The Mayor of London announced the plans on December 6, bringing step free access to 30 tube stations to make it the biggest boost in the network's 153 year history.
Part of the draft Business Plan, Transport for London (TfL) has committed to making selected stations step-free by 2022, including Harrow On The Hill.
Long standing campaigners in the area joined Assembly Member Navin Shah to celebrate the success after fighting for disability access for nearly 15 years.
"The previous Mayor, Boris Johnson , withdrew funding and halted works to make this station accessible and failed to respond to growing concerns about poor accessibility for disable, elderly people and parents with buggies at this station."
Mr Shah also thanked the Mayor and Deputy Mayor for Transport Val Shawcross' "proactive nature" towards the cause and described the new administration at City Hall "refreshing".
The long campaign for step free access at Harrow on the Hill
With Harrow being identified as an "opportunity area", campaigners argued the station was not fit for purpose for many years.
But the team were dealt a severe blow in 2014 when the then Mayor Boris Johnson pulled promised funding of £25 million , which the Harrow Association of Disabled People described as "horribly disappointing".
Mr Shah, who spearheaded the campaign, said the public transport hub has to also meet the borough's future expansion plans, with regeneration happening fast in the town centre.
After Sadiq Khan hinted at step free access for the station during the People's Question Time , hopeful stakeholders who had invested into rallying locals for the cause waited with baited breath for an announcement.
Groups including Harrow Association of Disabled People (HAD), Harrow Mencap and the Harrow branch of Age UK were delighted with the news.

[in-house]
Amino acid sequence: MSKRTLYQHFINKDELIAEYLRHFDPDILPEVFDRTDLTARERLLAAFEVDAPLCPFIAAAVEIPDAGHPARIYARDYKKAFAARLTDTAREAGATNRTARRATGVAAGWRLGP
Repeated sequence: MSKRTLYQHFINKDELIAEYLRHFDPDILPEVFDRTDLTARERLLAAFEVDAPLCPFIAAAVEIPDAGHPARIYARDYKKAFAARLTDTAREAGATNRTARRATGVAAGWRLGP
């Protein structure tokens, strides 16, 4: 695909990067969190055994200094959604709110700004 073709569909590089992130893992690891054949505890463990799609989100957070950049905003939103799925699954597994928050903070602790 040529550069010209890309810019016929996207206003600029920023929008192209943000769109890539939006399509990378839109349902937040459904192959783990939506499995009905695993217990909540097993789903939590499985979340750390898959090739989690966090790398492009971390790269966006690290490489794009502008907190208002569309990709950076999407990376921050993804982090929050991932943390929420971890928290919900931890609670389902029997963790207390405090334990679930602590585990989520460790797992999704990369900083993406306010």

Ann Groves who had fought for access had told getwestlondon : "I would very much welcome on behalf of everyone at HAD any effort to bring step-free access to stations in Harrow.
"You do not have to be disabled to be inconvenienced by the lack of step-free access.
"You only have to have a minor problem, or a suitcase of a baby in a buggy and it is not even going up the stairs that is the only problem – you have also got to go back down on to the platform."
Watch the struggle disabled passengers face getting around London
Bond Street, Tottenham Court Road and Victoria are also on the way to becoming step-free in 2017, making it easier for elderly, infirmed and children with buggies.
The Mayor of London, Sadiq Khan, said: "As part of making London’s transport system one of the very best in the world we must ensure it is accessible for all Londoners.
"It’s simply not right that for people with disabilities, parents with young children and many older people, many of our stations are still very difficult to use.
"I promised in my manifesto that we needed to be more ambitious with our approach to step-free access, and I’m confirming that £200m will be invested on the Underground over the next five years."
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